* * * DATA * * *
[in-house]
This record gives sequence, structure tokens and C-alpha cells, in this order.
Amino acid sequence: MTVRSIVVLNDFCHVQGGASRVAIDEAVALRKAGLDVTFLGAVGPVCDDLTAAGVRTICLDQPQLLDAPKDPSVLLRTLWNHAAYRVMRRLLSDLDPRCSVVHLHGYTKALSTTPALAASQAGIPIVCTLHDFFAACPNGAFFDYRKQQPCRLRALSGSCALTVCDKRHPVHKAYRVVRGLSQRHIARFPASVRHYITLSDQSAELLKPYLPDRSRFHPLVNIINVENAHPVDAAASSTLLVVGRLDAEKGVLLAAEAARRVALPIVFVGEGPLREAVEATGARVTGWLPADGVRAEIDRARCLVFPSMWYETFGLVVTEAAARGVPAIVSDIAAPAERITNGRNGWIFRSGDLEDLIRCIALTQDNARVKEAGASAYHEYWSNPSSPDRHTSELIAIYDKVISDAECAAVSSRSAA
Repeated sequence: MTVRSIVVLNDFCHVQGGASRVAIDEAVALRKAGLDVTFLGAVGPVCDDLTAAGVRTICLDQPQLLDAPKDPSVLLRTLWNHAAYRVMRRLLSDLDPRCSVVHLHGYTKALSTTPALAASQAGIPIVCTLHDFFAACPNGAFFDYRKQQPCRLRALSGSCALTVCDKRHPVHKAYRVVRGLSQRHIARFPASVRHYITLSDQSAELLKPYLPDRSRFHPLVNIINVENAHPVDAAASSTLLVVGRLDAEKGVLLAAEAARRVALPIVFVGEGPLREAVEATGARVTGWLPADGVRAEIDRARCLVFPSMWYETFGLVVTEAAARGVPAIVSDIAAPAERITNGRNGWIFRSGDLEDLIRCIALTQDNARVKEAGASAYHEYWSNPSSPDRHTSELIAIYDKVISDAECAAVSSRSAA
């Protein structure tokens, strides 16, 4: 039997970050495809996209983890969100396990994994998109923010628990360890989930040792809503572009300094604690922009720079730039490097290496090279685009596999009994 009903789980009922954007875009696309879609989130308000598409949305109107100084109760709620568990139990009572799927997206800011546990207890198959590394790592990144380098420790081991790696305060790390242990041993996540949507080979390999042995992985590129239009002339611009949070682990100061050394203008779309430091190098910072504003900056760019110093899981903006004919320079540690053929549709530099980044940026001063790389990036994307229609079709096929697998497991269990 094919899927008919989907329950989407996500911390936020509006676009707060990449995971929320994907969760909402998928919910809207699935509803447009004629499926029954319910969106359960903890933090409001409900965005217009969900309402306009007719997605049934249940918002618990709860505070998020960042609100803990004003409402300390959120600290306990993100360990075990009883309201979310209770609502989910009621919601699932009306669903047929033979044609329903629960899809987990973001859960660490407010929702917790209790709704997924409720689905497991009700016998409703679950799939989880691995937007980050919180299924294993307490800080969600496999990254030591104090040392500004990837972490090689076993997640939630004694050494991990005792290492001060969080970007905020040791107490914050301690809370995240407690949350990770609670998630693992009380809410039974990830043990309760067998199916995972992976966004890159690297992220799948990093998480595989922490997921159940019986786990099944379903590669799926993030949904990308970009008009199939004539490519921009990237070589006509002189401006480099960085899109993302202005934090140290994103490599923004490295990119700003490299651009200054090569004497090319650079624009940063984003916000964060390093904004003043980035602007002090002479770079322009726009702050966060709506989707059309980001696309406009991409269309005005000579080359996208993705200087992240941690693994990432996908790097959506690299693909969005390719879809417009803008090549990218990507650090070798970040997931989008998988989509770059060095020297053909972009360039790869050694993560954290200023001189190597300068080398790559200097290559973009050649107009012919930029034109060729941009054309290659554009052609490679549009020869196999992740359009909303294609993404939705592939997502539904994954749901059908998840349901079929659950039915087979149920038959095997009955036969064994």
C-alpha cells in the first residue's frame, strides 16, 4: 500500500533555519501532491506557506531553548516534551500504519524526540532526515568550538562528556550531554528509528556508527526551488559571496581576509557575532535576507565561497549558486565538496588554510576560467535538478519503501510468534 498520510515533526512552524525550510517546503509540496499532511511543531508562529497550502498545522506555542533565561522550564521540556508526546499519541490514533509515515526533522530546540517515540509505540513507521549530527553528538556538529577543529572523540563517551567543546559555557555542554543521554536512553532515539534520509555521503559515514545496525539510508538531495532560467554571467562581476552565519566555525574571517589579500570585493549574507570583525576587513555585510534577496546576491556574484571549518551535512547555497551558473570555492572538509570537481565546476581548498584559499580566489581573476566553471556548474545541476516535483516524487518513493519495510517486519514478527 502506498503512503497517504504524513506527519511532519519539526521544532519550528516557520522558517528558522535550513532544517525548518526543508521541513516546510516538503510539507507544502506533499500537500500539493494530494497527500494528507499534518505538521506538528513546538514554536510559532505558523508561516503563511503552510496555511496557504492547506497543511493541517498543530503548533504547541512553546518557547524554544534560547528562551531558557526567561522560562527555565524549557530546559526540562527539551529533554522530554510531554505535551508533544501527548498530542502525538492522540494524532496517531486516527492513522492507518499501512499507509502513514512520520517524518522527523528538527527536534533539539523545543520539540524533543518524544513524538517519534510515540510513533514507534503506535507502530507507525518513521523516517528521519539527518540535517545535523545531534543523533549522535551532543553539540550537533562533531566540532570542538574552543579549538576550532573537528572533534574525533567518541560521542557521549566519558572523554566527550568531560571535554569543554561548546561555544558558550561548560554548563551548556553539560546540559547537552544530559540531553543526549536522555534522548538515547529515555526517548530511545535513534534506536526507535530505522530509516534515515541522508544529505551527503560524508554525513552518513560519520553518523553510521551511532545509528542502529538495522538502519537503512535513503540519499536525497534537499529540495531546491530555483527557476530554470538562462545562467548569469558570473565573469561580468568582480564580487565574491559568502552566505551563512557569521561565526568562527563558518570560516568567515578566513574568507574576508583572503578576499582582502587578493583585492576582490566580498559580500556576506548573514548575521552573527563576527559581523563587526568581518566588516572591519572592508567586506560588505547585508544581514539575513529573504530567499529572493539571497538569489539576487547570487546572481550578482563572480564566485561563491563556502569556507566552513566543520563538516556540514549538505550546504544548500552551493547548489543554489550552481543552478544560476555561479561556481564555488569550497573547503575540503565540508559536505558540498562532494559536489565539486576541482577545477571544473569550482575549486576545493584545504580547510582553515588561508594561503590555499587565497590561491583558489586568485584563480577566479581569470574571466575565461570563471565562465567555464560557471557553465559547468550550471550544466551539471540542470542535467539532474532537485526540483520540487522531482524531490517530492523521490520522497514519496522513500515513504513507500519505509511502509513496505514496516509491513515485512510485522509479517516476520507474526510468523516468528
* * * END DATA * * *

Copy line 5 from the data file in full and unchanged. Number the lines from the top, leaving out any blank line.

């Protein structure tokens, strides 16, 4: 039997970050495809996209983890969100396990994994998109923010628990360890989930040792809503572009300094604690922009720079730039490097290496090279685009596999009994 009903789980009922954007875009696309879609989130308000598409949305109107100084109760709620568990139990009572799927997206800011546990207890198959590394790592990144380098420790081991790696305060790390242990041993996540949507080979390999042995992985590129239009002339611009949070682990100061050394203008779309430091190098910072504003900056760019110093899981903006004919320079540690053929549709530099980044940026001063790389990036994307229609079709096929697998497991269990 094919899927008919989907329950989407996500911390936020509006676009707060990449995971929320994907969760909402998928919910809207699935509803447009004629499926029954319910969106359960903890933090409001409900965005217009969900309402306009007719997605049934249940918002618990709860505070998020960042609100803990004003409402300390959120600290306990993100360990075990009883309201979310209770609502989910009621919601699932009306669903047929033979044609329903629960899809987990973001859960660490407010929702917790209790709704997924409720689905497991009700016998409703679950799939989880691995937007980050919180299924294993307490800080969600496999990254030591104090040392500004990837972490090689076993997640939630004694050494991990005792290492001060969080970007905020040791107490914050301690809370995240407690949350990770609670998630693992009380809410039974990830043990309760067998199916995972992976966004890159690297992220799948990093998480595989922490997921159940019986786990099944379903590669799926993030949904990308970009008009199939004539490519921009990237070589006509002189401006480099960085899109993302202005934090140290994103490599923004490295990119700003490299651009200054090569004497090319650079624009940063984003916000964060390093904004003043980035602007002090002479770079322009726009702050966060709506989707059309980001696309406009991409269309005005000579080359996208993705200087992240941690693994990432996908790097959506690299693909969005390719879809417009803008090549990218990507650090070798970040997931989008998988989509770059060095020297053909972009360039790869050694993560954290200023001189190597300068080398790559200097290559973009050649107009012919930029034109060729941009054309290659554009052609490679549009020869196999992740359009909303294609993404939705592939997502539904994954749901059908998840349901079929659950039915087979149920038959095997009955036969064994």